Some Inuit groups used ridicule in the form of song duels as a means of conflict resolution. Two men who had failed to resolve a conflict by other means would secretly compose derisive songs about their adversary. The whole camp gathered in a large igloo to observe the song duel.
Natives in Canada had a traditional gift giving holiday nearly identical to Christmas called Potlatch until it was outlawed for being unchristian, hundreds of natives were sent to prison for continuing to celebrate it from 1921 until the law was finally repealed in the 1950s.
Inuit in northern Greenland were using iron blades for centuries without knowledge of metallurgy. They made them by breaking pieces off of a huge iron meteorite and shaping them with heavy stones. They built their settlements close to the meteorite and used its iron for generations.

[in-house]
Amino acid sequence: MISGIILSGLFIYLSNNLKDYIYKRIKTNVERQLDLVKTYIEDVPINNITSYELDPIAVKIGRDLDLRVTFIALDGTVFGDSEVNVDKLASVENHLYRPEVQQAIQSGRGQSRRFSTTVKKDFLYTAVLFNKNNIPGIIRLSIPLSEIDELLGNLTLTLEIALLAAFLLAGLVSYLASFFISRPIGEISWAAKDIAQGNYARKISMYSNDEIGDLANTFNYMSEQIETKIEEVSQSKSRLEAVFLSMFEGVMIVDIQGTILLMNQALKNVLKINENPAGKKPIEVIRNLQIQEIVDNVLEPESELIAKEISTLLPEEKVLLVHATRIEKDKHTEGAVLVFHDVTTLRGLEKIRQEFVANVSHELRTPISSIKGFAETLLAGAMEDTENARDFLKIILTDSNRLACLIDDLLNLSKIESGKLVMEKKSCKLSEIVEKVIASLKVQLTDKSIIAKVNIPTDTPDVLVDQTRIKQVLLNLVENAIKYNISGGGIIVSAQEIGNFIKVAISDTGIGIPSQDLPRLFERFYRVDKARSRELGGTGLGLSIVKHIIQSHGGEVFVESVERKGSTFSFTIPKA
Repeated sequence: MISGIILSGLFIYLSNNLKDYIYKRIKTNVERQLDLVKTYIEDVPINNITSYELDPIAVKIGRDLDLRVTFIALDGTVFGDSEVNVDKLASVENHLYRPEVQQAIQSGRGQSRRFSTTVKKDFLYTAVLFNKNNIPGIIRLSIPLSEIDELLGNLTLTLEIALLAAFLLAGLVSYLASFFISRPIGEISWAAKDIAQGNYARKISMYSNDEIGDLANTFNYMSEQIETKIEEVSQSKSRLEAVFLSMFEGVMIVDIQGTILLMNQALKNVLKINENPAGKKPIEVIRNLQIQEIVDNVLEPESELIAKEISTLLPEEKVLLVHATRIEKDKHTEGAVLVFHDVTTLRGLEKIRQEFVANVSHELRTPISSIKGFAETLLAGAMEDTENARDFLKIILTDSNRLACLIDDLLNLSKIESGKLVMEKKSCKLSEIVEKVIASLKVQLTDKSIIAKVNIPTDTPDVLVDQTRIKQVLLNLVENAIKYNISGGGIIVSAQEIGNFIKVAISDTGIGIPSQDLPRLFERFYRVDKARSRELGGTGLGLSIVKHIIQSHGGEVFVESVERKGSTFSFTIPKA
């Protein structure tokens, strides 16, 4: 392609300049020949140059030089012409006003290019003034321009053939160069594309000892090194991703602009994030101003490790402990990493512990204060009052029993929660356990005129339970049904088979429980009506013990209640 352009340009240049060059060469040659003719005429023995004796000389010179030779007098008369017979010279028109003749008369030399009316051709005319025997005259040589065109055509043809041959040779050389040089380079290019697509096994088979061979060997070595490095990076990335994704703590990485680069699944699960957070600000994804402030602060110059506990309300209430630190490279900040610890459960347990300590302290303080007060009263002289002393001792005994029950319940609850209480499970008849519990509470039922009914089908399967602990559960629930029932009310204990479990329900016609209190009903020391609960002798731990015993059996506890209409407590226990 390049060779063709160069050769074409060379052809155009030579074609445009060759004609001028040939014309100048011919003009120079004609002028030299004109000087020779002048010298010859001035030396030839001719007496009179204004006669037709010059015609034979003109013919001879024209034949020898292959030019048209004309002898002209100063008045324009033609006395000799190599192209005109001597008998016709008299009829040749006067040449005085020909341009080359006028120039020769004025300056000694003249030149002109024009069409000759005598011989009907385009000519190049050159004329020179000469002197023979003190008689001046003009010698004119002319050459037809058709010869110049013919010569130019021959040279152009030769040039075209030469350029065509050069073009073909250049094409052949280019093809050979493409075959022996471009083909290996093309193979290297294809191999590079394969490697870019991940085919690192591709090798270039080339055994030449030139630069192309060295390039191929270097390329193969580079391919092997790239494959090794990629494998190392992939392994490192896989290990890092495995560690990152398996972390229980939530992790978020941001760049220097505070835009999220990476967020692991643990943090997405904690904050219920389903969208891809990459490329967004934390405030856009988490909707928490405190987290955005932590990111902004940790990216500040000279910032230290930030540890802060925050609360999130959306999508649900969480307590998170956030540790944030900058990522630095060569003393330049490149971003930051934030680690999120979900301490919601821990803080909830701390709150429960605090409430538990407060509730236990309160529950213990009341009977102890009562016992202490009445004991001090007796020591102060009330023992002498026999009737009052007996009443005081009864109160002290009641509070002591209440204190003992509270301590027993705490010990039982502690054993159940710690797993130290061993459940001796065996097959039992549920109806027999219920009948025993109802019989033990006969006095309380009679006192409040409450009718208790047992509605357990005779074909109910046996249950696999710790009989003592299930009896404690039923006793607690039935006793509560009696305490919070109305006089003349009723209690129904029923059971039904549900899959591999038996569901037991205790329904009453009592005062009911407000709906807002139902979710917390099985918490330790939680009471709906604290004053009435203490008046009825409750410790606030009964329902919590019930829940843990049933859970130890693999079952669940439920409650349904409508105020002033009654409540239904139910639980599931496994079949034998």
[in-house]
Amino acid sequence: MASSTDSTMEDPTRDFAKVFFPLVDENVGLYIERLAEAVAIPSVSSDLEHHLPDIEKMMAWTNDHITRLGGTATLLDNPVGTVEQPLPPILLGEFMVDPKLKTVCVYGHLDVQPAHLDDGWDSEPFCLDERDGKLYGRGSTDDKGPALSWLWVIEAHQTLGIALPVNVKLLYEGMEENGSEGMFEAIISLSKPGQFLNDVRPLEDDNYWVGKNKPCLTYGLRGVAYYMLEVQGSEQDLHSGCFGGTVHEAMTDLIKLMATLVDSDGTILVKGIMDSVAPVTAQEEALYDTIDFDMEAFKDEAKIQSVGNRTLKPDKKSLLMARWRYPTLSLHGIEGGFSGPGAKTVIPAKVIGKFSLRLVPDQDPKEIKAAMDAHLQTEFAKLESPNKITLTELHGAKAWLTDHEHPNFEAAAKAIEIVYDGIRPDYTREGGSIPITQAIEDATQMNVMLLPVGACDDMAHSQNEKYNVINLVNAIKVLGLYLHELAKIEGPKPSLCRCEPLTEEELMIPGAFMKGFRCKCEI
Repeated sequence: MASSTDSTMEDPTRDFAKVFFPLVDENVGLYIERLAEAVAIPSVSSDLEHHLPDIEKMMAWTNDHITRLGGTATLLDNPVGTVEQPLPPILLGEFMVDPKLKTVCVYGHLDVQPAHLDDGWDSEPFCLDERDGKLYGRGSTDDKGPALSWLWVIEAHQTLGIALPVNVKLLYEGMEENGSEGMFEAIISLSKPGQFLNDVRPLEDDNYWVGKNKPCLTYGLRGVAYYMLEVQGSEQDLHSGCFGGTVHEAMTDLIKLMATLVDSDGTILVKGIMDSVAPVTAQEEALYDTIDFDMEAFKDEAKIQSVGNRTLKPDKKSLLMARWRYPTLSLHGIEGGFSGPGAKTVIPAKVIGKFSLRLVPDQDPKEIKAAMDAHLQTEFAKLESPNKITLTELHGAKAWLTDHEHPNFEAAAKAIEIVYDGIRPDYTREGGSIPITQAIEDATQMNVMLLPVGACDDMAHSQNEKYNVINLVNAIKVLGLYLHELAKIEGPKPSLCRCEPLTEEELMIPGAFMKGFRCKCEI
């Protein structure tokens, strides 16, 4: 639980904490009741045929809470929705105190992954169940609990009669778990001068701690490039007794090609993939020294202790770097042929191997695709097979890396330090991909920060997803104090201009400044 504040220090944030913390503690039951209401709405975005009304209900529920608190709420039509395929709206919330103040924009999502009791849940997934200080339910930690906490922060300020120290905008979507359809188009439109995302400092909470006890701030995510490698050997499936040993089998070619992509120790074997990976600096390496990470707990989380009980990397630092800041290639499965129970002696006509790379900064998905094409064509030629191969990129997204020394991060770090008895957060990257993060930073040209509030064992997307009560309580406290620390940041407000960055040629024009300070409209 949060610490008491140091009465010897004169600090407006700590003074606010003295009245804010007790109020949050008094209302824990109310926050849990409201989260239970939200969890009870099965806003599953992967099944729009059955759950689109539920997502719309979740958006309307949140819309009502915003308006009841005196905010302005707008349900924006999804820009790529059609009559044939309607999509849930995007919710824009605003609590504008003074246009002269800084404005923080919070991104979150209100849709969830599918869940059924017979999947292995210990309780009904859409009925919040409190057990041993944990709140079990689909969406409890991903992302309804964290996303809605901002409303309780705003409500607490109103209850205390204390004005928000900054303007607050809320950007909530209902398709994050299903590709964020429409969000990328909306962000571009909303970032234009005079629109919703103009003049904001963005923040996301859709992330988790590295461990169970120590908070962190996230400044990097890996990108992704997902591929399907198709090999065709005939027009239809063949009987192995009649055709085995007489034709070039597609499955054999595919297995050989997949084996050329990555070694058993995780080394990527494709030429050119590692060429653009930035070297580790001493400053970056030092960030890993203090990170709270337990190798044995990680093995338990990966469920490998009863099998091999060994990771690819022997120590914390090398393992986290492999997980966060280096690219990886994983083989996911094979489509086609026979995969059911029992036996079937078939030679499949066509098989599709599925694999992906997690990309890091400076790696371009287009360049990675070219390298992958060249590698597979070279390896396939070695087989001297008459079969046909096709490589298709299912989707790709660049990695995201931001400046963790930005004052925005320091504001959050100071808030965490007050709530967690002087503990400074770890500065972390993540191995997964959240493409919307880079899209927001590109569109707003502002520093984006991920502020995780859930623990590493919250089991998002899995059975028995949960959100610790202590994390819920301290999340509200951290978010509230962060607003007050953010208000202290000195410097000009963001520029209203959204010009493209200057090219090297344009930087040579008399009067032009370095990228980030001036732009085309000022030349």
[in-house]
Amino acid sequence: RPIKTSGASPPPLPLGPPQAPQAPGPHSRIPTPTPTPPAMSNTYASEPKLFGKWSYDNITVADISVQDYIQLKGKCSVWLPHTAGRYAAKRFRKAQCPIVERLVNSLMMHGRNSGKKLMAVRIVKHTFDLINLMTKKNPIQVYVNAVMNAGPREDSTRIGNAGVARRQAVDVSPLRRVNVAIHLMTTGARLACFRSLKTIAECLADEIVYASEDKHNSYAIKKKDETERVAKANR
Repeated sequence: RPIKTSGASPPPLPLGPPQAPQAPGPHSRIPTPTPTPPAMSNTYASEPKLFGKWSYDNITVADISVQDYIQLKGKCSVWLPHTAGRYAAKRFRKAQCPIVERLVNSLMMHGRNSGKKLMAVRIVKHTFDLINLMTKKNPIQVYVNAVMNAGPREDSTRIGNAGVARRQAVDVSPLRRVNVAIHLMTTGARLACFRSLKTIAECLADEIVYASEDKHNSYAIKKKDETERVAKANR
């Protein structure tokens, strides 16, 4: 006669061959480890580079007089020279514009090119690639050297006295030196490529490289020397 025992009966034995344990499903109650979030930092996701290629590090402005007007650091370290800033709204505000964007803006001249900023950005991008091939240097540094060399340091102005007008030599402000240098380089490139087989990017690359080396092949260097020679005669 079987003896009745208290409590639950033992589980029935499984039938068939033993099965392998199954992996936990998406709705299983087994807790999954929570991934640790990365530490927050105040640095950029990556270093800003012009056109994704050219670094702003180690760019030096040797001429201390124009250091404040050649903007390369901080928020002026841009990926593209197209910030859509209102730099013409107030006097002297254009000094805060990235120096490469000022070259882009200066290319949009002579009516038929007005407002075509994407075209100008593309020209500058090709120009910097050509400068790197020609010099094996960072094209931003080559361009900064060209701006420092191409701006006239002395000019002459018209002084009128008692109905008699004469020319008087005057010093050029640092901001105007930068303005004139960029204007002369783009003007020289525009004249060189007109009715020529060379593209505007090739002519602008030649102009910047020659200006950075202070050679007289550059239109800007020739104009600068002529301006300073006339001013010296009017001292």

There is a Canadian TV anchor who translates all the English news into Inuktitut live on air. Igalaaq is the only Inuktitut supper hour TV program in the whole country where unilingual Inuktitut speakers have this one chance, for 30 minutes, to see someone speaking their language.
In 1897, 6 Inuit were taken to the Museum of Natural Science to be studied. All but two died of disease. A boy who survived pleaded for his dead father to have a traditional burial, so the curators staged a fake burial to trick the boy. Years later, the boy found his fathers skeleton on display.